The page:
There are over 400 behavior driven design (BDD) tests that now allow us to more confidently make deployments to Drupal.org.

And we make a lot of deployments to Drupal.org... about 68 a month to just Drupal.org customizations. (About 3 commits per month are volunteers with the balance made by staff.)

When we deploy big stuff (there is a lot of small stuff), we let people know about it. The change notification process has a subscription option and we post those notices to our twitter handle at @drupal_infra.

Credit for organizations that contribute

Animation of the organization attribution UI.

Recently, users were given the ability to attribute their comments in the issue queue to the organization that gave them the time to make the contribution (their employer) or paid for the contribution (a customer). That is a huge leap for our community. It is going to give us a path to tracking how Drupal core, contributed modules and themes are made possible by the awesome organizations that are using Drupal.

There is an excellent UI for maintainers to give credit to the users can commit, and we are expanding this to allow that credit to extend to the organizations involved.

Improved account creation and new user experience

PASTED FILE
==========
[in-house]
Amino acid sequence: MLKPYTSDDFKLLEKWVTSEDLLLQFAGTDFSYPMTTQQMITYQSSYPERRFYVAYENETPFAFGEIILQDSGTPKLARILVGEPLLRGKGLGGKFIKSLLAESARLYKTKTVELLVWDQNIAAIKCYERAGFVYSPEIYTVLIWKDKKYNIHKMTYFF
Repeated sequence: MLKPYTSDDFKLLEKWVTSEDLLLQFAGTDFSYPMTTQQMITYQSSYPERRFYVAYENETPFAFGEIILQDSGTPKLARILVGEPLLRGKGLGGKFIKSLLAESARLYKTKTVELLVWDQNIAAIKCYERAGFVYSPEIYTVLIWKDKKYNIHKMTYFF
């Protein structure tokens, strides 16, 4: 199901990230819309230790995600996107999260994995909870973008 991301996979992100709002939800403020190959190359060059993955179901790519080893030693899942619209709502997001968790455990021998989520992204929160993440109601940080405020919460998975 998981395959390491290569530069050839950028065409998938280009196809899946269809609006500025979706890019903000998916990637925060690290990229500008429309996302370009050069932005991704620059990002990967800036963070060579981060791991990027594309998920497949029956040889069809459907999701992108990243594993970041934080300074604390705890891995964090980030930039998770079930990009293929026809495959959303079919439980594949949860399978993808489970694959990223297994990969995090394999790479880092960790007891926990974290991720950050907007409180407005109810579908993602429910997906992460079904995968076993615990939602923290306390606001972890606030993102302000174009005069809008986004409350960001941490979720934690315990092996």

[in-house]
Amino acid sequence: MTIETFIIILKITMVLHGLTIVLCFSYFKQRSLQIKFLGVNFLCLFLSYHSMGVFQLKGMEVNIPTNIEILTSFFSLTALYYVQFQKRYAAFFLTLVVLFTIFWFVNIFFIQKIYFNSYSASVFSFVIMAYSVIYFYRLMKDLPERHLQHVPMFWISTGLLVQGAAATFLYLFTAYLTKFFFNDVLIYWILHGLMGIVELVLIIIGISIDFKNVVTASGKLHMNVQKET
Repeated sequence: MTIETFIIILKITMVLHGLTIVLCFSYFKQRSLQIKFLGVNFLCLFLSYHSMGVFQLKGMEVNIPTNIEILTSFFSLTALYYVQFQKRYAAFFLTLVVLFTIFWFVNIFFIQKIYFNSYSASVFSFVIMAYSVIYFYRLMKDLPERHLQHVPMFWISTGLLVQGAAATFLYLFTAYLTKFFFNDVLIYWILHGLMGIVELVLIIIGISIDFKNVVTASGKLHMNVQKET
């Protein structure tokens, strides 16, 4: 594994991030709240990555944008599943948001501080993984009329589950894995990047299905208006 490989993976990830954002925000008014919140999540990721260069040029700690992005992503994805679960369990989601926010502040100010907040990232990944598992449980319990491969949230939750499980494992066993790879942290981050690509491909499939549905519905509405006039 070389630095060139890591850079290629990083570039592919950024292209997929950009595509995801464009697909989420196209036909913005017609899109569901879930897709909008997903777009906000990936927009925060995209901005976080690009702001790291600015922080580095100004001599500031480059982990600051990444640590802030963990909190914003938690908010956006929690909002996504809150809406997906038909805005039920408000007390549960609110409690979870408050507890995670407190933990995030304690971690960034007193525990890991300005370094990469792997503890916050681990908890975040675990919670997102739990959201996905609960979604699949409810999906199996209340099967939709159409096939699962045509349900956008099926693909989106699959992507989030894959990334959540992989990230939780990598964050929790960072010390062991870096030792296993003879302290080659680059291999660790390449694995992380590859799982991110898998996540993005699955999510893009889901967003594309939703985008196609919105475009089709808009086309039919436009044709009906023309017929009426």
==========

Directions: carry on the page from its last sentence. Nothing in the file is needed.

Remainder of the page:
We have done a huge amount of work making creating a new account easier for users—and harder for spammers. We made it much easier for a user to create their Drupal.org profile from a subsite. These were important steps toward better user profiles.

A label now appears beneath the user picture of new users for the first 90 days they are on Drupal.org to help us welcome them and get them involved.

Coming soon, users that have contributed significantly to Druapl.org will get the "community" role on Drupal.org will be able to confirm new users to make it easier for them to post. This will make it easier for sprint organizers to help us engage with new users

User profiles are getting better

User profile pictures have been implemented—which seems small, but it has a big impact in a comment thread. You now have a decent URL to hand out for your Drupal.org profile (e.g. drupal.org/u/joshuami). Mentor fields also show the pictures of mentors. We made it easier for us to synchronize data between Drupal.org subsites.